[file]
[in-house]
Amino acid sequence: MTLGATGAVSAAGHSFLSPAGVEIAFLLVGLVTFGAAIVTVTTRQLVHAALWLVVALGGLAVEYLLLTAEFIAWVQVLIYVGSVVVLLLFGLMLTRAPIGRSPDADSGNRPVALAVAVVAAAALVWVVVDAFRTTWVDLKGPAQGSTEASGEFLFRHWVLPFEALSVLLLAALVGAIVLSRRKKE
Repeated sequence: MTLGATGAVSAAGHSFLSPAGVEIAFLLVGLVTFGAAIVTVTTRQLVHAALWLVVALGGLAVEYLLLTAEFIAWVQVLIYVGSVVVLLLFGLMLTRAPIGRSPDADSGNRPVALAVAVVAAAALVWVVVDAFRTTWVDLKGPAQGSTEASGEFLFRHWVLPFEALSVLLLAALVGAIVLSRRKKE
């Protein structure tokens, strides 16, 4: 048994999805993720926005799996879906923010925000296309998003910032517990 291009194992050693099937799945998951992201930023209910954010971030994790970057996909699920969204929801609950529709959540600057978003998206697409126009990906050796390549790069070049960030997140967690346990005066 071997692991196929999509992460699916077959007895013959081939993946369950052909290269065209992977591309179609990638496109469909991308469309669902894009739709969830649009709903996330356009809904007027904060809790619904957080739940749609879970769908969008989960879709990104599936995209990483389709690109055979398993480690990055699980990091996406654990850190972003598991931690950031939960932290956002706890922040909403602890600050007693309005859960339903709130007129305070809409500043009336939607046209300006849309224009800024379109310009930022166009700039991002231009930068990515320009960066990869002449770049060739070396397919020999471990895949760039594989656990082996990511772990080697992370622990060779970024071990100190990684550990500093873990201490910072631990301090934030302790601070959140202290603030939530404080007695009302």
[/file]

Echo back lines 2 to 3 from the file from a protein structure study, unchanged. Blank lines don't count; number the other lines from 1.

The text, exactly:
Amino acid sequence: MTLGATGAVSAAGHSFLSPAGVEIAFLLVGLVTFGAAIVTVTTRQLVHAALWLVVALGGLAVEYLLLTAEFIAWVQVLIYVGSVVVLLLFGLMLTRAPIGRSPDADSGNRPVALAVAVVAAAALVWVVVDAFRTTWVDLKGPAQGSTEASGEFLFRHWVLPFEALSVLLLAALVGAIVLSRRKKE
Repeated sequence: MTLGATGAVSAAGHSFLSPAGVEIAFLLVGLVTFGAAIVTVTTRQLVHAALWLVVALGGLAVEYLLLTAEFIAWVQVLIYVGSVVVLLLFGLMLTRAPIGRSPDADSGNRPVALAVAVVAAAALVWVVVDAFRTTWVDLKGPAQGSTEASGEFLFRHWVLPFEALSVLLLAALVGAIVLSRRKKE